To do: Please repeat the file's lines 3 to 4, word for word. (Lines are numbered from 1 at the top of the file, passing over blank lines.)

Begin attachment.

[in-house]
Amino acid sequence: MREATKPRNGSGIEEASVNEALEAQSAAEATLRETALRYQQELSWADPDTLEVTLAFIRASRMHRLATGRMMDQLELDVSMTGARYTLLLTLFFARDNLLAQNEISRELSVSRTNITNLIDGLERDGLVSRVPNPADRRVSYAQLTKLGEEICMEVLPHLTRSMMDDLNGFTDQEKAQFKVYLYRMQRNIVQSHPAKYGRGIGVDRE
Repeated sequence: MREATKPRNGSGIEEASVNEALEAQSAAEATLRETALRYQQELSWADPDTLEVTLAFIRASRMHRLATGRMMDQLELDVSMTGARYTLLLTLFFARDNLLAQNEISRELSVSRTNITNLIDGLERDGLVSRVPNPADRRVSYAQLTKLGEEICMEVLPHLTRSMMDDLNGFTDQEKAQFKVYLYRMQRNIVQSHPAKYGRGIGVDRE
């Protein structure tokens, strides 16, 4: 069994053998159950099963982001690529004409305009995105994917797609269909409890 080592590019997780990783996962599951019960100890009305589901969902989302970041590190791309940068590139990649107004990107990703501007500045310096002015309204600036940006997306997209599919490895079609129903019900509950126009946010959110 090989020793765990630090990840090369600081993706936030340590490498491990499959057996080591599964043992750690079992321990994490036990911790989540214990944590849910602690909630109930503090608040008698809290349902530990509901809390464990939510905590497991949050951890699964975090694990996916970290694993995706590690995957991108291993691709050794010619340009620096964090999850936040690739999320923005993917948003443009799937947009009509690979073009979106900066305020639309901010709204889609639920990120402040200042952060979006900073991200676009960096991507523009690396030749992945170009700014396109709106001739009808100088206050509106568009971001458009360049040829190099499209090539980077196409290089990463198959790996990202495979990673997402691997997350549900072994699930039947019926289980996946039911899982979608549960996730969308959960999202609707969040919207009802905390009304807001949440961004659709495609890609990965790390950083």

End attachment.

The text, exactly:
Repeated sequence: MREATKPRNGSGIEEASVNEALEAQSAAEATLRETALRYQQELSWADPDTLEVTLAFIRASRMHRLATGRMMDQLELDVSMTGARYTLLLTLFFARDNLLAQNEISRELSVSRTNITNLIDGLERDGLVSRVPNPADRRVSYAQLTKLGEEICMEVLPHLTRSMMDDLNGFTDQEKAQFKVYLYRMQRNIVQSHPAKYGRGIGVDRE
């Protein structure tokens, strides 16, 4: 069994053998159950099963982001690529004409305009995105994917797609269909409890 080592590019997780990783996962599951019960100890009305589901969902989302970041590190791309940068590139990649107004990107990703501007500045310096002015309204600036940006997306997209599919490895079609129903019900509950126009946010959110 090989020793765990630090990840090369600081993706936030340590490498491990499959057996080591599964043992750690079992321990994490036990911790989540214990944590849910602690909630109930503090608040008698809290349902530990509901809390464990939510905590497991949050951890699964975090694990996916970290694993995706590690995957991108291993691709050794010619340009620096964090999850936040690739999320923005993917948003443009799937947009009509690979073009979106900066305020639309901010709204889609639920990120402040200042952060979006900073991200676009960096991507523009690396030749992945170009700014396109709106001739009808100088206050509106568009971001458009360049040829190099499209090539980077196409290089990463198959790996990202495979990673997402691997997350549900072994699930039947019926289980996946039911899982979608549960996730969308959960999202609707969040919207009802905390009304807001949440961004659709495609890609990965790390950083």